- Cicero from The Elder Scrolls V: Skyrim, who's a Cloudcuckoolander member of the Dark Brotherhood prone to dancing a jig at the spot.
- The latest Dragon Age 2 DLC Mark of the Assassin has enemy rogues as Harlequins to fit the flamboyant Orlesian setting.
- Shaco the Demon Jester in League of Legends. If the title or his glowing green eyes didn't give it away, his name is an anagram of "chaos"
Web Comics[edit | hide]
- Jokerella from The Non-Adventures of Wonderella would probably fit in here.
- Though she tends to skimp on the 'villainous' part.
- The Riddler's Gammon comics by MS Paint Adventures' Andrew Hussie feature a harlequin who menaces people with nonsensical puzzles and complicated rhyming schemes. He tends to get arrested, or shoved into garbage.
- Let's not forget the fact that just about every enemy is decorated with Harlequin garb in Homestuck!
- In the KITTEN II storyline of Sluggy Freelance, the commander of a paramilitary group devoted to battling the forces of evil is inexplicably dressed as a clown, which terrifies the normally-stoic Riff. It turns out he isn't really a clown, it's just a disguise to divert attention away from them. Somehow. But then it turns out that he's gone insane and believes himself to be chosen by God to control The Evil. And then it turns out that he was a clown all along.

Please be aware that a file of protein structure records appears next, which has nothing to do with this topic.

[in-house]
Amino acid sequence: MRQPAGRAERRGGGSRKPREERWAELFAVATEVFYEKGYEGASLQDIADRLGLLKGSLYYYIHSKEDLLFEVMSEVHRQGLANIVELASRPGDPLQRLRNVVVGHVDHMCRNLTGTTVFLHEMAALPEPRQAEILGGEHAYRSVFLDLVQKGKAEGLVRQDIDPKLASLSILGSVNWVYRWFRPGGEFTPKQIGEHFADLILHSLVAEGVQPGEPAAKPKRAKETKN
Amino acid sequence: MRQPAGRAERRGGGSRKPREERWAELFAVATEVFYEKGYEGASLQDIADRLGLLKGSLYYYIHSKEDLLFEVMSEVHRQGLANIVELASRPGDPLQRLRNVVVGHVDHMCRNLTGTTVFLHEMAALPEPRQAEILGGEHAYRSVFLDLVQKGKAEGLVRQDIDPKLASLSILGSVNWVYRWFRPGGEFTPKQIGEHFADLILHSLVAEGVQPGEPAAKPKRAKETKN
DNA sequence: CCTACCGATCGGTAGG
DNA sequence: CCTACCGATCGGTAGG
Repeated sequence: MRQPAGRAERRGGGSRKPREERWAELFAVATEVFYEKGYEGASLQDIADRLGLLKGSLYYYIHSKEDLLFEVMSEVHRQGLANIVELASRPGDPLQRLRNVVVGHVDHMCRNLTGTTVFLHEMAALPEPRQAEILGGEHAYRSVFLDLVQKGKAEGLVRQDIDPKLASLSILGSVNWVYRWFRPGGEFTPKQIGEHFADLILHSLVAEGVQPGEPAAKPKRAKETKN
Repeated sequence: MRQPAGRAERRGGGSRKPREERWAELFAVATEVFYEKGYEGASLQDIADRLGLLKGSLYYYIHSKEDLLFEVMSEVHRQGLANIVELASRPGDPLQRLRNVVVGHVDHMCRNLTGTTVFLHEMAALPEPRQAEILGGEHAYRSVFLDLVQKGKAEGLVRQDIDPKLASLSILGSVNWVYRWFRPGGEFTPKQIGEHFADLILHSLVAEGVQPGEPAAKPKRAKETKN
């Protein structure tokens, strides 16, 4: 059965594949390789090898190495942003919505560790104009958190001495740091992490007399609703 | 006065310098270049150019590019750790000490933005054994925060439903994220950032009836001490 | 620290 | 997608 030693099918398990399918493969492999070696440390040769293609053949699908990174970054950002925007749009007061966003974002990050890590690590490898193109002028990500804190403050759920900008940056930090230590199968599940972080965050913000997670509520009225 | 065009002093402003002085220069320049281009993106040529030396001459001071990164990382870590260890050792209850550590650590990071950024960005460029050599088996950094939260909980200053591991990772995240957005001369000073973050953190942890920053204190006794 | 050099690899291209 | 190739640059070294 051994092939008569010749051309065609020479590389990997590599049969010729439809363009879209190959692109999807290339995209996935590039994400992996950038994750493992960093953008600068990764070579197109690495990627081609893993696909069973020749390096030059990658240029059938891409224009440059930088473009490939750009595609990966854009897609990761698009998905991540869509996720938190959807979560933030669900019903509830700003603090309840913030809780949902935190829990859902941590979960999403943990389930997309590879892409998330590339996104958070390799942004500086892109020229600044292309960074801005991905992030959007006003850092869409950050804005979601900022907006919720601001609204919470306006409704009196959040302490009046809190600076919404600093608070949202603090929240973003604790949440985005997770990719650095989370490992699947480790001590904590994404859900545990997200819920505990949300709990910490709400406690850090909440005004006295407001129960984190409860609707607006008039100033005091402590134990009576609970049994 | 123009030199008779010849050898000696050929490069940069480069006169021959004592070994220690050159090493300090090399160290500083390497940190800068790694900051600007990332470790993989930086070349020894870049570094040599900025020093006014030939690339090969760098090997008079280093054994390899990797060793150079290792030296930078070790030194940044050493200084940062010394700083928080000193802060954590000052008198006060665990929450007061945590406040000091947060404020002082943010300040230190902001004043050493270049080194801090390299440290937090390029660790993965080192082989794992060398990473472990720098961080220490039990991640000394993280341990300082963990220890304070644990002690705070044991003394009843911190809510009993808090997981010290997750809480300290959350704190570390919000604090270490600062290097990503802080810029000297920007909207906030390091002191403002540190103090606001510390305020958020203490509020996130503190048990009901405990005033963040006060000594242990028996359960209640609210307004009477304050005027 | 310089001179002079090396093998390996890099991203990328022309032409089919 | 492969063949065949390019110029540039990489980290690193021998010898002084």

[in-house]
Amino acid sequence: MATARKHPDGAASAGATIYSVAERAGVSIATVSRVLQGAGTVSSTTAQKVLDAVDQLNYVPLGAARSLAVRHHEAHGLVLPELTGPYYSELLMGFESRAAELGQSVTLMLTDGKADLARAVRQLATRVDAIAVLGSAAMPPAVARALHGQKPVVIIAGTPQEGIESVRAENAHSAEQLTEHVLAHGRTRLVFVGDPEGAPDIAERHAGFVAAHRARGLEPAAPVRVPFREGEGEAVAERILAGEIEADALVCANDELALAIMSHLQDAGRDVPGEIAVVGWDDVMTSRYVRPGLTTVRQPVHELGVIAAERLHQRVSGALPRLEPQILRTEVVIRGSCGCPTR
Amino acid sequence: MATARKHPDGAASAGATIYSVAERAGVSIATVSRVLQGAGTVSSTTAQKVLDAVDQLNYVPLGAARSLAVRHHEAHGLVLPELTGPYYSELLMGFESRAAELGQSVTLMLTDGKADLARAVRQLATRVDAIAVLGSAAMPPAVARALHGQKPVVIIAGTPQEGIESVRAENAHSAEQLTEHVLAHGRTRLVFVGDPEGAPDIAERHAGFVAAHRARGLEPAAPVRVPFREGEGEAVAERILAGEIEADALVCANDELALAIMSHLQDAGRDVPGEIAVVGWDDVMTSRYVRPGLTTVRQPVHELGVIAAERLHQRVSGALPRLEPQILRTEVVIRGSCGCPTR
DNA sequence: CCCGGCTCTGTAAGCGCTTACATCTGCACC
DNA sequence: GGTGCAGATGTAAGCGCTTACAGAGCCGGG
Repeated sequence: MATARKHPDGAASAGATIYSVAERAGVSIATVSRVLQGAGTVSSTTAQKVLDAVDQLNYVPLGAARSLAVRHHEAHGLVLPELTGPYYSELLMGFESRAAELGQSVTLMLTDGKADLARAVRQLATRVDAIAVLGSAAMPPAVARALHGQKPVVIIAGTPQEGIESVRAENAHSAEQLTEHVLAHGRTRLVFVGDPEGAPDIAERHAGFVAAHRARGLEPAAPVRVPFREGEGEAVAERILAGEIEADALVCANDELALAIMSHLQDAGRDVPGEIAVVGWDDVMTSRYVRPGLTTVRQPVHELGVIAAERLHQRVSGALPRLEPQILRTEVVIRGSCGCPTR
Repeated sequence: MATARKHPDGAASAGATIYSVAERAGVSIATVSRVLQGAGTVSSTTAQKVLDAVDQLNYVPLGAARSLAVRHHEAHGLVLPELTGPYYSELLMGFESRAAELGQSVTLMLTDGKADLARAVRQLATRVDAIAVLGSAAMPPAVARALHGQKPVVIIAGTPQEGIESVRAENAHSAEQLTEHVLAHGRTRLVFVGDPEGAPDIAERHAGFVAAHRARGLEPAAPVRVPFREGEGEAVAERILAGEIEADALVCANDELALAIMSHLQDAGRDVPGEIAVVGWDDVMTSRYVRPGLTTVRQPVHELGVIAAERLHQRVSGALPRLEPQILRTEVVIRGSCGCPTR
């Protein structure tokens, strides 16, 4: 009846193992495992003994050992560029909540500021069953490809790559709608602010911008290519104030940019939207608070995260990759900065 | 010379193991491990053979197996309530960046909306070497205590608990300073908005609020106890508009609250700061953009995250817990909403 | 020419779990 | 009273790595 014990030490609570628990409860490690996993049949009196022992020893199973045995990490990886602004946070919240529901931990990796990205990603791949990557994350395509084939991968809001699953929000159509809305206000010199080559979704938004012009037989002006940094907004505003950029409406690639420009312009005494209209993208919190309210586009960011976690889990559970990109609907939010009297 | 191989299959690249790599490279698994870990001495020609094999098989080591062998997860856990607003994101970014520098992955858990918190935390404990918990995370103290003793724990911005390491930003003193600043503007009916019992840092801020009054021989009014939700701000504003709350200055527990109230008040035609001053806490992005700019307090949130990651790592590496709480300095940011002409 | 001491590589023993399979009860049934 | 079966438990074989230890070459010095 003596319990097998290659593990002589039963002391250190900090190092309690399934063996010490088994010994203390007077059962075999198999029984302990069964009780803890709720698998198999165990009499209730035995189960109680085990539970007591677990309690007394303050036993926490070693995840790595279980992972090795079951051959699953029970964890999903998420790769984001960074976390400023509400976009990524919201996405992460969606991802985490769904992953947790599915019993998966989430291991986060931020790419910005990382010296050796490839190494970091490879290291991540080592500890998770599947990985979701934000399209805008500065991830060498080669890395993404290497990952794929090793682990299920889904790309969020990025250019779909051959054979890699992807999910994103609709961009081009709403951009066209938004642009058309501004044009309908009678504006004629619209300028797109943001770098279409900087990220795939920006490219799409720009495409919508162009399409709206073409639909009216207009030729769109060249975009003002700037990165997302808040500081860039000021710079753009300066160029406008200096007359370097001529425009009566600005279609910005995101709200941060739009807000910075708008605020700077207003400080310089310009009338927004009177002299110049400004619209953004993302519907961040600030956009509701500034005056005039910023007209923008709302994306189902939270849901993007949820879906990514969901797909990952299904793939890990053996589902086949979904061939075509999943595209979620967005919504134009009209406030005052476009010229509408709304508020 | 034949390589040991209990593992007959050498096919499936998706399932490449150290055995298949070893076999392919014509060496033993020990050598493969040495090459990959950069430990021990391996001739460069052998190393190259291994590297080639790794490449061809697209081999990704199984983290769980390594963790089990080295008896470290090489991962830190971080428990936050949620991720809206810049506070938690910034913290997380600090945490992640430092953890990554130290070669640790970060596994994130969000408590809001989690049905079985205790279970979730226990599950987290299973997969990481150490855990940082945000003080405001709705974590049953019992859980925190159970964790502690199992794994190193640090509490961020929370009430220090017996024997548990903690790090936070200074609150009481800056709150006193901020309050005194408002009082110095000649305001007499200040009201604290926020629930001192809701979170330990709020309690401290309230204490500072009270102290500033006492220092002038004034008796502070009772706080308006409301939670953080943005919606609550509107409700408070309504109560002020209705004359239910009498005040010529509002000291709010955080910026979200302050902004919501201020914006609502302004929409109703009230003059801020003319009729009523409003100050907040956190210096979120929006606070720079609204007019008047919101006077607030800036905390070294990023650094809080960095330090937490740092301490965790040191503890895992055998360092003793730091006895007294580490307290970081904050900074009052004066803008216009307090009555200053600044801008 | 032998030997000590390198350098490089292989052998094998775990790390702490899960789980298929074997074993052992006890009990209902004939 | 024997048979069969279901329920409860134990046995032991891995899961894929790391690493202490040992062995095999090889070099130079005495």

- Harley Quinn from Batman: The Animated Series.
- The Joker goes back to his Silver Age Harlequin feel in Batman the Brave And The Bold.
- And is hilariously no less Made of Awesome than in the comic books or The Dark Knight.
- I'm Dr. Rockso, the rock-and-roll clown! I do cocaine!
- Quackerjack from Darkwing Duck.
- Hexadecimal from Re Boot.
- Jimmy Two-Shoes has an entire bike gang called The Rodeo Clowns.
- In a recent Squidbillies episode, Rusty and Early become Clowny Freaks (a parody of Juggalos). To advance up the Ziggurat of the Clownies towards full ninjahood, aspiring clowny freaks must smash stuff while playing "that evil-ass calliope". Clowny Daggers, baby!
- Jack-In-The-Box from Cool McCool.